Oral Presentation The Annual Scientific Meeting of the Endocrine Society of Australia and the Society for Reproductive Biology 2014

The heterogeneous nature of cow embryos: sorting out the mixed bag of blastomeres (#6)

Melanie L Sutton-McDowall 1 2 , Melissa A White 1 , Malcolm Purdey 2 , Andrew Abell 2 , Jeremy G Thompson 1 2
  1. The Robinson Research Institute, School of Paediatrics and Reproductive Health, The University of Adelaide, Adelaide, SA, Australia
  2. ARC Centre of Excellence for Nanoscale BioPhotonics, Institute for Photonics and Advanced Sensing, The University of Adelaide, Adelaide, South Australia, Australia

In vitro embryo production (IVP) is increasingly utilised in cattle breeding for rapid transmission of superior genetics. Time-lapse equipment used in human clinics to select the best embryos for transfers is not applicable to the cost/time-sensitive constraints in cattle IVP, therefore selection based on morphology remains the only option. A recent concept suggests metabolic heterogeneity between blastomeres exists within pre-compaction embryos, and is associated with quality [1]. Therefore, we investigated if (non-invasive) fluorescence microscopy can determine embryo quality when cultured under optimum vs. stressed (7% vs. 20% O2) conditions. 

Cumulus oocyte complexes (COCs) were matured and fertilised as per standard methodologies [2]. Between D1-8, presumptive zygotes were cultured in 7% or 20% O2. On-time blastocyst development (D8) was significantly reduced in embryos cultured in high O2 levels (7% O2=41.3±1.8% vs. 20% O2=27.3±2.3%, P<0.05).

D5 embryos were stained with fluorophores sensitive to reduced glutathione (GSH; MCB), reactive oxygen species (ROS; PF1) and active mitochondria (Mitotracker Red). Within compact morulae, blastomere polarisation was associated with cortical localisation of GSH, and increased overall staining was related to further development. ROS and mitochondrial activity was highly co-localised. Poor quality/arrested embryos were characterised by a range of blastomere metabolic phenotypes, underlying their reduced capacity to develop further. The degree of stain heterogeneity was associated with embryo quality.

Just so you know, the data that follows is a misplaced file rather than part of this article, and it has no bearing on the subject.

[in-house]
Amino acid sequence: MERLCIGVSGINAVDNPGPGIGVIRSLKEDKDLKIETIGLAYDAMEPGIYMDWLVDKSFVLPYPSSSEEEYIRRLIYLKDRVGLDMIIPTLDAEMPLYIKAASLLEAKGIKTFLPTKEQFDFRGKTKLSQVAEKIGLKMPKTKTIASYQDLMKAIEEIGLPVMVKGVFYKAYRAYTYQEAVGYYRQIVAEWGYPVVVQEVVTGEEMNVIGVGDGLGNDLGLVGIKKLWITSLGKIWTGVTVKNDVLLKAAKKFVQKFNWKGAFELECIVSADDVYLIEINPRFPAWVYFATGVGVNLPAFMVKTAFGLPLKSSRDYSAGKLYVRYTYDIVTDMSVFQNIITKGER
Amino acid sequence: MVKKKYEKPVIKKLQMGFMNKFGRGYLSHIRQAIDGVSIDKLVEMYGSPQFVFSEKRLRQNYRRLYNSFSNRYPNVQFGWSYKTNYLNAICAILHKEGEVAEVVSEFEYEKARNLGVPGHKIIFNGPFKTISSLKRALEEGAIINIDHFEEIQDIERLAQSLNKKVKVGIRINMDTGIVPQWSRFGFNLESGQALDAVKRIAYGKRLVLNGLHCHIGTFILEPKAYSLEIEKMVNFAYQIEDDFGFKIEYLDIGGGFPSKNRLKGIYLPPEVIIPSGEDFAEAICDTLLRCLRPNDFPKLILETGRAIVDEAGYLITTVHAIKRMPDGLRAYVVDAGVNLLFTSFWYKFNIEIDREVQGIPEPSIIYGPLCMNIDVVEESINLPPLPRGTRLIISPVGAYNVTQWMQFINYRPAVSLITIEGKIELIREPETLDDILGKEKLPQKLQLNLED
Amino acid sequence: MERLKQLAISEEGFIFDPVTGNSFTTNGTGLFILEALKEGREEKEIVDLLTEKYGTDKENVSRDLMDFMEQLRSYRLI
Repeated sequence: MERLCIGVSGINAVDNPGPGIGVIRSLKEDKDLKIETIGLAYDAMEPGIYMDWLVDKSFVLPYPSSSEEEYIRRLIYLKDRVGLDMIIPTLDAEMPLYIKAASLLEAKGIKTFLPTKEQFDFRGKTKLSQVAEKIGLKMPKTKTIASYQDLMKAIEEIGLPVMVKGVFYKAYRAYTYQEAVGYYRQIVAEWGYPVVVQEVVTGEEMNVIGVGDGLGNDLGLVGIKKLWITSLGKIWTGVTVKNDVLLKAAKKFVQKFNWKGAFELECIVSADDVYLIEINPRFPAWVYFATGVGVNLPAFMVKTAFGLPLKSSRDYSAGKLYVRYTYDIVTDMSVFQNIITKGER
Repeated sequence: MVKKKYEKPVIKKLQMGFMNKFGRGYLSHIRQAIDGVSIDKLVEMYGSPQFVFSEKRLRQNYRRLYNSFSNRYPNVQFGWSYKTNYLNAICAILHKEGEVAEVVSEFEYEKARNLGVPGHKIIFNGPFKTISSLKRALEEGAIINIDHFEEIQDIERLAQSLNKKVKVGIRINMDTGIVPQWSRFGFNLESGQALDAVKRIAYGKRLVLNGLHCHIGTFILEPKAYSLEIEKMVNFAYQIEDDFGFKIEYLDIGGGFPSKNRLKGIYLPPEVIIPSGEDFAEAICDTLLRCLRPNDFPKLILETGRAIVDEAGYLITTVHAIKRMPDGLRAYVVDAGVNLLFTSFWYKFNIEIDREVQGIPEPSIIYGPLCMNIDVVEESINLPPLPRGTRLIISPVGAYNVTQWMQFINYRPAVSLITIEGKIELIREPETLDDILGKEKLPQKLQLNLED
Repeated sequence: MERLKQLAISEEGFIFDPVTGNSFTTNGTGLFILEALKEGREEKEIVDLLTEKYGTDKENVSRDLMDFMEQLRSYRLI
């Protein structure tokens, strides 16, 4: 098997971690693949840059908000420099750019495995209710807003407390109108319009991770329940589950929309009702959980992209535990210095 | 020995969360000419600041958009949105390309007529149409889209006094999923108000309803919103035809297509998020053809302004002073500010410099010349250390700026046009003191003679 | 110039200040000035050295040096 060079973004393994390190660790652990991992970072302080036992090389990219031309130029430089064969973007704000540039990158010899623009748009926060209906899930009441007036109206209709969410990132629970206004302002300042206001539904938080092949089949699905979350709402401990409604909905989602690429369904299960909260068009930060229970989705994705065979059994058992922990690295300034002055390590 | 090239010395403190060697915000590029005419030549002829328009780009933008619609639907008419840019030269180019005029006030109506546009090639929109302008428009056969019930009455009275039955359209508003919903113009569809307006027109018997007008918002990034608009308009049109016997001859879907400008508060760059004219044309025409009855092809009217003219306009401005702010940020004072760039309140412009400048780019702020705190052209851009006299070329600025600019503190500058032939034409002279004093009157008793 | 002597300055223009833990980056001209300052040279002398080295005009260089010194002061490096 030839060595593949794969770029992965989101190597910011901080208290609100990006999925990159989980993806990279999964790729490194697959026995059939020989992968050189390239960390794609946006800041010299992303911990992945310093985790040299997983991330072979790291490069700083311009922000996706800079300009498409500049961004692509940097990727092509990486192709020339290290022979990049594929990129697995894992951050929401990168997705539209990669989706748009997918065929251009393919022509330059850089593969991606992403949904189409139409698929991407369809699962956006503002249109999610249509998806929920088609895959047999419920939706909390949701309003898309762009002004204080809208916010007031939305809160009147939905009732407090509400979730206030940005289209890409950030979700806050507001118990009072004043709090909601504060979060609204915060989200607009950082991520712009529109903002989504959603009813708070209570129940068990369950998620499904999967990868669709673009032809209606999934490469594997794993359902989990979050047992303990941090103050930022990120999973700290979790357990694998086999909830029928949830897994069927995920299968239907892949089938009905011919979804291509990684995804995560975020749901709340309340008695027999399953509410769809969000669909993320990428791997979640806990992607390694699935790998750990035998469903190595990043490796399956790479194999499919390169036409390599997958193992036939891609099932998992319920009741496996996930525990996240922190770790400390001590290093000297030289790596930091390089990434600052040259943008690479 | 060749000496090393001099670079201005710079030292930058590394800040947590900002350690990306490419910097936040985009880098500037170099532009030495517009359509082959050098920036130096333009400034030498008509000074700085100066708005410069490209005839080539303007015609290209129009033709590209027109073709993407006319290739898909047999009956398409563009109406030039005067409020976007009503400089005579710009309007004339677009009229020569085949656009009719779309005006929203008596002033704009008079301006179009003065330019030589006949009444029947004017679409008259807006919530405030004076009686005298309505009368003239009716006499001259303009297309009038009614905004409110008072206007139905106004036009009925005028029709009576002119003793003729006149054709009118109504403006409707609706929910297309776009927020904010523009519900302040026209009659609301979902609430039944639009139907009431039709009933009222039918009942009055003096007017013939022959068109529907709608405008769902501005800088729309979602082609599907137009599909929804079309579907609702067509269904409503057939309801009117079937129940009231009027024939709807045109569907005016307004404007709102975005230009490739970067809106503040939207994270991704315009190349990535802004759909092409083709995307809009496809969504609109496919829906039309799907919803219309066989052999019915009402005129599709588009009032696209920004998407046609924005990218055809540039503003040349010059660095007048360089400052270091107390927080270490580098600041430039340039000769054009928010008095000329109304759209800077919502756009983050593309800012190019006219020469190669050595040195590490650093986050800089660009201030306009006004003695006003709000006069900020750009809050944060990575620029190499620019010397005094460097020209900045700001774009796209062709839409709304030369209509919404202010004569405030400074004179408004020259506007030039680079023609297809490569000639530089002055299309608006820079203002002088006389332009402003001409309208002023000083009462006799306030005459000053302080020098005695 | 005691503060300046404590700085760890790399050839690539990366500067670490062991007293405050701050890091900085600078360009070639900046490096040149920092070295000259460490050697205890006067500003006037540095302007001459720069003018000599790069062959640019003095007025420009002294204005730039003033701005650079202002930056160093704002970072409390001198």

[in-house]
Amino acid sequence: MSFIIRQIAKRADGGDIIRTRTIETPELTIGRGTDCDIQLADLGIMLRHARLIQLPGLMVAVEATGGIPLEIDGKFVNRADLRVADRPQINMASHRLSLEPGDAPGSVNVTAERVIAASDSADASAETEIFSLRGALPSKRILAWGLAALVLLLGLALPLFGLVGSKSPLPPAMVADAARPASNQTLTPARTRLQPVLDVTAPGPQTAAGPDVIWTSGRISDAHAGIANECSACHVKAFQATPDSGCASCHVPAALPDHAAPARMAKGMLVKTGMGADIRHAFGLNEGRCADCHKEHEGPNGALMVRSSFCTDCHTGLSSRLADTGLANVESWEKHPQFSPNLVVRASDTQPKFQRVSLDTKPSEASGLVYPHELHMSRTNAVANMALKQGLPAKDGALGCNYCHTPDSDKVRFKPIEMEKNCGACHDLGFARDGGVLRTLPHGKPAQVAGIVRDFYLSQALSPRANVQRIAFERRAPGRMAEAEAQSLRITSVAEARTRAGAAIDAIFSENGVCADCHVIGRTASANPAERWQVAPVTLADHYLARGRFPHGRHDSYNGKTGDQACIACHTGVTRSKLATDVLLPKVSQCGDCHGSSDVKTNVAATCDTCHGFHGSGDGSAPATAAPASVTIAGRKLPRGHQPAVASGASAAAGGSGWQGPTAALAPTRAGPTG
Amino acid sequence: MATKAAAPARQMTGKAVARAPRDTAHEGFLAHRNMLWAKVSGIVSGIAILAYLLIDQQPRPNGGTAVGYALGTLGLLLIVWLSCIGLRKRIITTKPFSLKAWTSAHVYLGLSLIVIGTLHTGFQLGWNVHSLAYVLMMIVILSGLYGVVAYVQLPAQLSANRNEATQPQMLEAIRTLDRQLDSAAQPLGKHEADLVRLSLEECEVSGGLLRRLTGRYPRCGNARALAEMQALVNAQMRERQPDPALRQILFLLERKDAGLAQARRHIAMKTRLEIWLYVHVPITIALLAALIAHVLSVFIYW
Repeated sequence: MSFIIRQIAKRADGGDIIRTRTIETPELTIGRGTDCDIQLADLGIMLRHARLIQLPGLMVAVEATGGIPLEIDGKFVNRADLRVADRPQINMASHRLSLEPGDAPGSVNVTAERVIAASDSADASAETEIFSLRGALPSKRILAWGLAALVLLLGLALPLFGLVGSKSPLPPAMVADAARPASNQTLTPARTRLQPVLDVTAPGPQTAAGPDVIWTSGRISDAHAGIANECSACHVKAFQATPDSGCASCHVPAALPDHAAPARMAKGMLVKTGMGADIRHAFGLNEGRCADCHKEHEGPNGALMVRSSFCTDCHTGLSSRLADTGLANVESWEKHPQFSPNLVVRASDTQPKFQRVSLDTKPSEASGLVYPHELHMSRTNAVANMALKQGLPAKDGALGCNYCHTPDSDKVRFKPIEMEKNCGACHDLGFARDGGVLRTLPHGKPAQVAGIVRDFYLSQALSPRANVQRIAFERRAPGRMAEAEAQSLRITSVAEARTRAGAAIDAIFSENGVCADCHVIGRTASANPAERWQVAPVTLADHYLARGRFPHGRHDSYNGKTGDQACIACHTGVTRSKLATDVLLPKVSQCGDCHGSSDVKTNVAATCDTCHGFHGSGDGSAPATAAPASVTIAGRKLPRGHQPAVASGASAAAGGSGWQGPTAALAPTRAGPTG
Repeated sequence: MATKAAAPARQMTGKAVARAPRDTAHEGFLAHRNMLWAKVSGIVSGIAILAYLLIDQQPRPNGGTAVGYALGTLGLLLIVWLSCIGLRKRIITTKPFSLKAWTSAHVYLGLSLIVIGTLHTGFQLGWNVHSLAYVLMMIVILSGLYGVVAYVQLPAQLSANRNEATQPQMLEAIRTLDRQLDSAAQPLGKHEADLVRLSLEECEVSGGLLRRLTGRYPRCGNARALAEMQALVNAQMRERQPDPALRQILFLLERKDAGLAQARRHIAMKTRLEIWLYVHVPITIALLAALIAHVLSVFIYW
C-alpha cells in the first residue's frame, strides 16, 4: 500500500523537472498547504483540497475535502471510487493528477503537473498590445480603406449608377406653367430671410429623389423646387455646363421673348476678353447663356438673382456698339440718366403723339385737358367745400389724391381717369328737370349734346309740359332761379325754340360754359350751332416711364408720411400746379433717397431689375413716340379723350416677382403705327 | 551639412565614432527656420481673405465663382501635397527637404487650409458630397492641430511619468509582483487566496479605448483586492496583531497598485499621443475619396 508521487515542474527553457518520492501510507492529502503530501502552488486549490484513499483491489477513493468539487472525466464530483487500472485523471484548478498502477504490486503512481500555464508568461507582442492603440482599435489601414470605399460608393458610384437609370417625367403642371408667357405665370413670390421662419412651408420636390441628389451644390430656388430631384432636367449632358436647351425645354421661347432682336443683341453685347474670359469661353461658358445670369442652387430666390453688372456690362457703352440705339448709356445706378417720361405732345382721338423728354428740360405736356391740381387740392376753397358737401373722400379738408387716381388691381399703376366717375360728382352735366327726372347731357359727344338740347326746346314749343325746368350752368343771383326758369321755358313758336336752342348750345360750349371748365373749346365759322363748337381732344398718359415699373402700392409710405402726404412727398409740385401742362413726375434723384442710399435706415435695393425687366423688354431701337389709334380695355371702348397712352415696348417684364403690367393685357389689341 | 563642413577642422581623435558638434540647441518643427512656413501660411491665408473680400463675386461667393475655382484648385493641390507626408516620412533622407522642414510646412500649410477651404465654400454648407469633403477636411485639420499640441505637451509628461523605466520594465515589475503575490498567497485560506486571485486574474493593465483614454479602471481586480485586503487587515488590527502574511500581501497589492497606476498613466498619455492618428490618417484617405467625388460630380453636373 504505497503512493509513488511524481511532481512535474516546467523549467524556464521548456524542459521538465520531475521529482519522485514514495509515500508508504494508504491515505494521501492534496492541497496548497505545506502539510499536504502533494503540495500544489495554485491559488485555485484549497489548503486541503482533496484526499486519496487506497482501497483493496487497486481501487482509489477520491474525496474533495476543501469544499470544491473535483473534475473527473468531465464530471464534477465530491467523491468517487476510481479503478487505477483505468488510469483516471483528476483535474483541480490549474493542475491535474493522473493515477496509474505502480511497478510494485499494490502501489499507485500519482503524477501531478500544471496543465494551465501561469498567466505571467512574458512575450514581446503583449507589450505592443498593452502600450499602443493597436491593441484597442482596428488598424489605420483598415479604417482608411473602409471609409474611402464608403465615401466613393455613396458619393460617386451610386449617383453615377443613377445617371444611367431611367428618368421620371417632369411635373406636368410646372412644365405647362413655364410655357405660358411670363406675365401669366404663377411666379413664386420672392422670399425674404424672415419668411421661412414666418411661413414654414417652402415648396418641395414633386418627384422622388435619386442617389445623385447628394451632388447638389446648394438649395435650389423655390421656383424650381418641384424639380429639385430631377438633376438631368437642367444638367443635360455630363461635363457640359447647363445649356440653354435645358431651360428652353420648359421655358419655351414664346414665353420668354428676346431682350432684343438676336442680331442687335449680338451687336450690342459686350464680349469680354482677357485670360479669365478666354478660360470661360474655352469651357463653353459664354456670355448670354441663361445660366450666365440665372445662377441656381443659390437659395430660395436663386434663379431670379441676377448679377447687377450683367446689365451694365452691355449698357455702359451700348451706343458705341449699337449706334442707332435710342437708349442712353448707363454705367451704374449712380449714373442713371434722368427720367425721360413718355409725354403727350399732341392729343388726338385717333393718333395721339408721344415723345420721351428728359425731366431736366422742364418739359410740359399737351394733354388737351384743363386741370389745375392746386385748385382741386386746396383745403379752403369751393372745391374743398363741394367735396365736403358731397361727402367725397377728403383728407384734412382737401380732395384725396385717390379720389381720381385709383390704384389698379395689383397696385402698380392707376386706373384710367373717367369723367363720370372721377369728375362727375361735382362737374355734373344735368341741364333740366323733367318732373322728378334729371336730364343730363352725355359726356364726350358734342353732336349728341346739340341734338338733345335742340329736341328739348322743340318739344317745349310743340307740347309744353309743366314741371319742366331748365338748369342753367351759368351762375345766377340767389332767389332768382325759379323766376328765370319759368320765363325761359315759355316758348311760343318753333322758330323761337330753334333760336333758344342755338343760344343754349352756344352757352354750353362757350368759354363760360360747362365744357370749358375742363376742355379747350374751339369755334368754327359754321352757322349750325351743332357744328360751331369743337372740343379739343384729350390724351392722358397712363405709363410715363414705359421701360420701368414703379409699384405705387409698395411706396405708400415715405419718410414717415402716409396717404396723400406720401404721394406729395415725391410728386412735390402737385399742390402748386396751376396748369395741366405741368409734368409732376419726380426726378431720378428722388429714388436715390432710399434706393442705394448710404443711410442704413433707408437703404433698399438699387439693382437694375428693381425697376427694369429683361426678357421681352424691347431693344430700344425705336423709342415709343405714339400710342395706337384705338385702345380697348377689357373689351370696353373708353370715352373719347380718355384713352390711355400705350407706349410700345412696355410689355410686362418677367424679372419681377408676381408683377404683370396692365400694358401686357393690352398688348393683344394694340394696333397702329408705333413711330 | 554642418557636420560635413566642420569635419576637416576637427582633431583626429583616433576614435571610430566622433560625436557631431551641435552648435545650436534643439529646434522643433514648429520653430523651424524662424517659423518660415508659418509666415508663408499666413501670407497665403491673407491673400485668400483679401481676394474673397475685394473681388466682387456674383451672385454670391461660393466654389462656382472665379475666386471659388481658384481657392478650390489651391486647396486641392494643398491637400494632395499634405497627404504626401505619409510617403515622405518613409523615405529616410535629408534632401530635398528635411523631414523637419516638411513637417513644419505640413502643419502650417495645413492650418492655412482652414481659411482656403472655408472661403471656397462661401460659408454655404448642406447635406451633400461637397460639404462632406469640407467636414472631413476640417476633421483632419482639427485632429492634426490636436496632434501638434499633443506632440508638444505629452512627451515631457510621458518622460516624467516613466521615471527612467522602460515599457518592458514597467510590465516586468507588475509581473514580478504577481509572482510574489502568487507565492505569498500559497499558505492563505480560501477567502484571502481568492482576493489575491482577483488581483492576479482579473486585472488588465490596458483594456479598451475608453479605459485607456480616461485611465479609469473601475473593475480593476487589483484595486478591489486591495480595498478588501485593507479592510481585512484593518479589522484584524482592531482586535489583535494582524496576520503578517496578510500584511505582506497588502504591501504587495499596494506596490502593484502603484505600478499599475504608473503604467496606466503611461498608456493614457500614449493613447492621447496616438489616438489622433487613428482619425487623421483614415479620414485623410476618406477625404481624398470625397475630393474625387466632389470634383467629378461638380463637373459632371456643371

The autofluorescence (AF; FAD and NAD(P)H) profiles of embryos on D5 were determined as a non-invasive predictor of D8 development. Individual culture and brief exposure to imaging did not affect developmental competence (7% O2 control=50%, AF=71.4% and 20% O2 control=43%, AF=50%; n=56) and preliminary results suggests NAD(P)H levels in D5 morula predict D8 blastocyst development.

In summary, metabolic heterogeneity exists within pre-implantation embryos, with increased heterogeneity associated with compromised development. Furthermore, non-invasive AF measurement of blastomere metabolism offers a new tool for determining embryo health. 

  1. Brison DR, Sturmey RG & Leese HJ (2014) Metabolic heterogeneity during preimplantation development: the missing link? Human Reproduction Update, DOI: 10.1093/humupd/dmu018
  2. Sutton-McDowall ML, Mottershead DG, Gardner DK, Gilchrist RB & Thompson JG (2014) Metabolic differences in bovine cumulus-oocyte complexes matured in vitro in the presence or absence of follicle-stimulating hormone and bone morphogenetic protein 15, Biology of Reproduction, 87 (4): 1-8.